Pabst Patent Group LLP | David Shore
Our People
David  A. Shore

SERVICES

Patent

EDUCATION

D. Phil., Biochemistry
University of Oxford

B.Sc., Medical Microbiology
University College, London

ADMISSIONS

  • U.S. Patent and Trademark Office
David A. Shore, D. Phil.
Patent Agent
CONTACT INFORMATION
Tel: 404.879.2345
Fax: 404.879.2160
V-Card

David A. Shore, D. Phil., serves as a Patent Agent in the areas of biotechnology and pharmaceuticals.

Dr. Shore drafts patent applications, prosecutes U.S. patent applications (drafts responses, amendments, and appeal and reply briefs), and corresponds with foreign associates to guide the prosecution of foreign applications.

Dr. Shore has more than a decade of research experience in a diverse range of technological areas and is especially accomplished in the field of protein biochemistry.  Dr. Shore studied infectious diseases as an undergraduate and his Ph.D. research focused on characterization of glycoproteins at the surface of immune cells.  As a post-doctoral fellow at The Scripps Research Institute Dr. Shore determined the X-ray structures of proteins that govern activation of cellular immune responses.  Following completion of his post doctoral studies Dr. Shore served as a research fellow with the Influenza Division of the Centers for Disease Control and Prevention (CDC), where he assisted the development of novel influenza vaccines.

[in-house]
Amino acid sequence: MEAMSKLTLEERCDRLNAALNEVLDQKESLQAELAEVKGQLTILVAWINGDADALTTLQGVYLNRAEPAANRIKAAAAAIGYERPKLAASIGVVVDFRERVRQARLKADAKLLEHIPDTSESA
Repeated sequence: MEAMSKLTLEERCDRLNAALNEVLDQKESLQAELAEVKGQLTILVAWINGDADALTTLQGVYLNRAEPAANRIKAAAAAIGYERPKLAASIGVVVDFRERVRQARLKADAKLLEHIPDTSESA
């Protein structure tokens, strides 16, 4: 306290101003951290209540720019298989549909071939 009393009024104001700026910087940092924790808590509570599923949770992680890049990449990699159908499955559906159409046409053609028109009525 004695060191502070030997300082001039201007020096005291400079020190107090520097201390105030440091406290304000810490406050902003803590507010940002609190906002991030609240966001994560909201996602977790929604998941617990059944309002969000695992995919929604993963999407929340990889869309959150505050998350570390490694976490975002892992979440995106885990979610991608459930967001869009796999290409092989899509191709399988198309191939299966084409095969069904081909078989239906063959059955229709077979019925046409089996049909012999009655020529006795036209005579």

Dr. Shore is named as a co-inventor on multiple patent applications and has co-authored numerous journal articles, including "Structural characterization of a protective epitope spanning A(H1N1)pdm09 influenza virus neuraminidase monomers" (Nature Communications, 2015), "Structural stability of influenza A(H1N1)pdm09 virus hemagglutinins" (Journal of Virology, 2014), "Structural and antigenic variation among diverse clade 2 H5N1 viruses" (PLoS One, 2013), "T cell receptors are structures capable of initiating signaling in the absence of large conformational rearrangements”, (Journal of Biological Chemistry, 2012); “The crystal structure of CD8 in complex with YTS156.7.7 Fab and interaction with other CD8 antibodies define the binding mode of CD8 alpha-beta to MHC class I” (Journal of Molecular Biology, 2008), "Crystal structure of the TCR co-receptor CD8alphaalpha in complex with monoclonal antibody YTS 105.18 Fab fragment at 2.88 A resolution" (Journal of Molecular Biology, 2006), and “Glycosylation and the function of the T cell co-receptor CD8” , Advances in Experimental and Medicine and Biology (2005).